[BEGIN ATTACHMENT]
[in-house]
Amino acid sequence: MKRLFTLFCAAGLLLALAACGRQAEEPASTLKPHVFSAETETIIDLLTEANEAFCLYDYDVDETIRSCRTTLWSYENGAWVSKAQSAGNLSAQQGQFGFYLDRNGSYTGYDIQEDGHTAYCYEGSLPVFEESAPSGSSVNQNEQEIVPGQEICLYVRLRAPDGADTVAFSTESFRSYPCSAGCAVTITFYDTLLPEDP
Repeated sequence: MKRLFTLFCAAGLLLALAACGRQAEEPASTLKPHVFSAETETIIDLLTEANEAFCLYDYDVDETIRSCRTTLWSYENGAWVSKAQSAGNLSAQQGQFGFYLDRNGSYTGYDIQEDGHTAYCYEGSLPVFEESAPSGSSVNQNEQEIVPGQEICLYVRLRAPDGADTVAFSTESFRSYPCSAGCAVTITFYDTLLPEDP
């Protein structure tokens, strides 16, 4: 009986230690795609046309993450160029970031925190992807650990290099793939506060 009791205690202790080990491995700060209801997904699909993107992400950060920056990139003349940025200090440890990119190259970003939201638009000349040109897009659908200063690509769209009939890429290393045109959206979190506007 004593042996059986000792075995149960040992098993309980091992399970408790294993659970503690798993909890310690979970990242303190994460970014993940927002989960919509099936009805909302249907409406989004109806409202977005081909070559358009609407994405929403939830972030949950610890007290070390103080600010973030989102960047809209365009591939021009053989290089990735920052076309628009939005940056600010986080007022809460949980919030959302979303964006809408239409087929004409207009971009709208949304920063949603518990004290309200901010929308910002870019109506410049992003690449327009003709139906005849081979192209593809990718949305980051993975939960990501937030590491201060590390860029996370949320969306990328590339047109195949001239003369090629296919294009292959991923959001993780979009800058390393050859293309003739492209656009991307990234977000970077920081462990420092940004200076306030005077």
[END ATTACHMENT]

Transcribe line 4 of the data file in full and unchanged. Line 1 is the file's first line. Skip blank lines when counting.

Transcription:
């Protein structure tokens, strides 16, 4: 009986230690795609046309993450160029970031925190992807650990290099793939506060 009791205690202790080990491995700060209801997904699909993107992400950060920056990139003349940025200090440890990119190259970003939201638009000349040109897009659908200063690509769209009939890429290393045109959206979190506007 004593042996059986000792075995149960040992098993309980091992399970408790294993659970503690798993909890310690979970990242303190994460970014993940927002989960919509099936009805909302249907409406989004109806409202977005081909070559358009609407994405929403939830972030949950610890007290070390103080600010973030989102960047809209365009591939021009053989290089990735920052076309628009939005940056600010986080007022809460949980919030959302979303964006809408239409087929004409207009971009709208949304920063949603518990004290309200901010929308910002870019109506410049992003690449327009003709139906005849081979192209593809990718949305980051993975939960990501937030590491201060590390860029996370949320969306990328590339047109195949001239003369090629296919294009292959991923959001993780979009800058390393050859293309003739492209656009991307990234977000970077920081462990420092940004200076306030005077």